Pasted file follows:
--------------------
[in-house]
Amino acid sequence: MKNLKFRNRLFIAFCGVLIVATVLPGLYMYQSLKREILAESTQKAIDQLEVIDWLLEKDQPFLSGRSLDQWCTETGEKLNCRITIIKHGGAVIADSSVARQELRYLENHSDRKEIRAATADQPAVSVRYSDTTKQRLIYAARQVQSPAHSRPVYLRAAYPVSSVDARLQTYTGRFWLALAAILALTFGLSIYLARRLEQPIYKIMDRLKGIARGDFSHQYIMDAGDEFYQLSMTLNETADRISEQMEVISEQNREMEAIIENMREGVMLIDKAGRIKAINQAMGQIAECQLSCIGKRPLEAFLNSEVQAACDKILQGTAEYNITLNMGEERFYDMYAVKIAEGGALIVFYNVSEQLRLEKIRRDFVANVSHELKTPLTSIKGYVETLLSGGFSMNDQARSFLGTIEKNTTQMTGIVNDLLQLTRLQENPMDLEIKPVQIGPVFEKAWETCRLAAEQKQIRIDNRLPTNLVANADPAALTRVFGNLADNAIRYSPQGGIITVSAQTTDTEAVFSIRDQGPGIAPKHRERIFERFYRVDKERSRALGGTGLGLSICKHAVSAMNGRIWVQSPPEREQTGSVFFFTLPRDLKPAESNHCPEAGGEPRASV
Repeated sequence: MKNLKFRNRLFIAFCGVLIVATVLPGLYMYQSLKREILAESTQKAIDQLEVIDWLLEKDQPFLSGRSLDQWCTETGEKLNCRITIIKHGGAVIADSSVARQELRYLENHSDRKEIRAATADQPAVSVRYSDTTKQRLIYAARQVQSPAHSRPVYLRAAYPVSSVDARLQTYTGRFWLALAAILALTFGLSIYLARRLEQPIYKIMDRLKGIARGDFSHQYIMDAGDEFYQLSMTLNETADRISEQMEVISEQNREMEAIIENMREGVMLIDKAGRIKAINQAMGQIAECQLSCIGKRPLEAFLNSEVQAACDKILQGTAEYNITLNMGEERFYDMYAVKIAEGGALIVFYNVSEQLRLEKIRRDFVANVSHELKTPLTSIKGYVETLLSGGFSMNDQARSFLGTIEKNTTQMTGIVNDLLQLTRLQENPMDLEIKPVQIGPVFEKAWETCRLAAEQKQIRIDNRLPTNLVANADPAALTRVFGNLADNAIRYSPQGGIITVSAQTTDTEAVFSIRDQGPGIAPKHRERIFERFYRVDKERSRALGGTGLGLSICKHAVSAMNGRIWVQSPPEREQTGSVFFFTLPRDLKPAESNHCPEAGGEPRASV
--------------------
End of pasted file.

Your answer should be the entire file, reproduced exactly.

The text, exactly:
[in-house]
Amino acid sequence: MKNLKFRNRLFIAFCGVLIVATVLPGLYMYQSLKREILAESTQKAIDQLEVIDWLLEKDQPFLSGRSLDQWCTETGEKLNCRITIIKHGGAVIADSSVARQELRYLENHSDRKEIRAATADQPAVSVRYSDTTKQRLIYAARQVQSPAHSRPVYLRAAYPVSSVDARLQTYTGRFWLALAAILALTFGLSIYLARRLEQPIYKIMDRLKGIARGDFSHQYIMDAGDEFYQLSMTLNETADRISEQMEVISEQNREMEAIIENMREGVMLIDKAGRIKAINQAMGQIAECQLSCIGKRPLEAFLNSEVQAACDKILQGTAEYNITLNMGEERFYDMYAVKIAEGGALIVFYNVSEQLRLEKIRRDFVANVSHELKTPLTSIKGYVETLLSGGFSMNDQARSFLGTIEKNTTQMTGIVNDLLQLTRLQENPMDLEIKPVQIGPVFEKAWETCRLAAEQKQIRIDNRLPTNLVANADPAALTRVFGNLADNAIRYSPQGGIITVSAQTTDTEAVFSIRDQGPGIAPKHRERIFERFYRVDKERSRALGGTGLGLSICKHAVSAMNGRIWVQSPPEREQTGSVFFFTLPRDLKPAESNHCPEAGGEPRASV
Repeated sequence: MKNLKFRNRLFIAFCGVLIVATVLPGLYMYQSLKREILAESTQKAIDQLEVIDWLLEKDQPFLSGRSLDQWCTETGEKLNCRITIIKHGGAVIADSSVARQELRYLENHSDRKEIRAATADQPAVSVRYSDTTKQRLIYAARQVQSPAHSRPVYLRAAYPVSSVDARLQTYTGRFWLALAAILALTFGLSIYLARRLEQPIYKIMDRLKGIARGDFSHQYIMDAGDEFYQLSMTLNETADRISEQMEVISEQNREMEAIIENMREGVMLIDKAGRIKAINQAMGQIAECQLSCIGKRPLEAFLNSEVQAACDKILQGTAEYNITLNMGEERFYDMYAVKIAEGGALIVFYNVSEQLRLEKIRRDFVANVSHELKTPLTSIKGYVETLLSGGFSMNDQARSFLGTIEKNTTQMTGIVNDLLQLTRLQENPMDLEIKPVQIGPVFEKAWETCRLAAEQKQIRIDNRLPTNLVANADPAALTRVFGNLADNAIRYSPQGGIITVSAQTTDTEAVFSIRDQGPGIAPKHRERIFERFYRVDKERSRALGGTGLGLSICKHAVSAMNGRIWVQSPPEREQTGSVFFFTLPRDLKPAESNHCPEAGGEPRASV